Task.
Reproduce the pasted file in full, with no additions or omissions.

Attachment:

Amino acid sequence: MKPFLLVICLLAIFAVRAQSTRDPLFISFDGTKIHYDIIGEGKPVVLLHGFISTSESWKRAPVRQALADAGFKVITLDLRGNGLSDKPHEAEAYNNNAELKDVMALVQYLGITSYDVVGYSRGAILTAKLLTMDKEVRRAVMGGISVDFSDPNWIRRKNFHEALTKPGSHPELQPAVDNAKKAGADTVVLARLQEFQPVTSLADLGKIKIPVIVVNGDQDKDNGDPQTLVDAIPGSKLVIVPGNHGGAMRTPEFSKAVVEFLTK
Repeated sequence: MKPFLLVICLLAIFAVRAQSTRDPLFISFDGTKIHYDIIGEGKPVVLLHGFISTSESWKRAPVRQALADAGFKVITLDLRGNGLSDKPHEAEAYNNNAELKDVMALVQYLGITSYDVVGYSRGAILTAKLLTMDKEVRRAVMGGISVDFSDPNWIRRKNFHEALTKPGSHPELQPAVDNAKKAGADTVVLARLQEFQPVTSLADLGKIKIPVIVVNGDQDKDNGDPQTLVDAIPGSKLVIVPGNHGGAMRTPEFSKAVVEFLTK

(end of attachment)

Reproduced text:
Amino acid sequence: MKPFLLVICLLAIFAVRAQSTRDPLFISFDGTKIHYDIIGEGKPVVLLHGFISTSESWKRAPVRQALADAGFKVITLDLRGNGLSDKPHEAEAYNNNAELKDVMALVQYLGITSYDVVGYSRGAILTAKLLTMDKEVRRAVMGGISVDFSDPNWIRRKNFHEALTKPGSHPELQPAVDNAKKAGADTVVLARLQEFQPVTSLADLGKIKIPVIVVNGDQDKDNGDPQTLVDAIPGSKLVIVPGNHGGAMRTPEFSKAVVEFLTK
Repeated sequence: MKPFLLVICLLAIFAVRAQSTRDPLFISFDGTKIHYDIIGEGKPVVLLHGFISTSESWKRAPVRQALADAGFKVITLDLRGNGLSDKPHEAEAYNNNAELKDVMALVQYLGITSYDVVGYSRGAILTAKLLTMDKEVRRAVMGGISVDFSDPNWIRRKNFHEALTKPGSHPELQPAVDNAKKAGADTVVLARLQEFQPVTSLADLGKIKIPVIVVNGDQDKDNGDPQTLVDAIPGSKLVIVPGNHGGAMRTPEFSKAVVEFLTK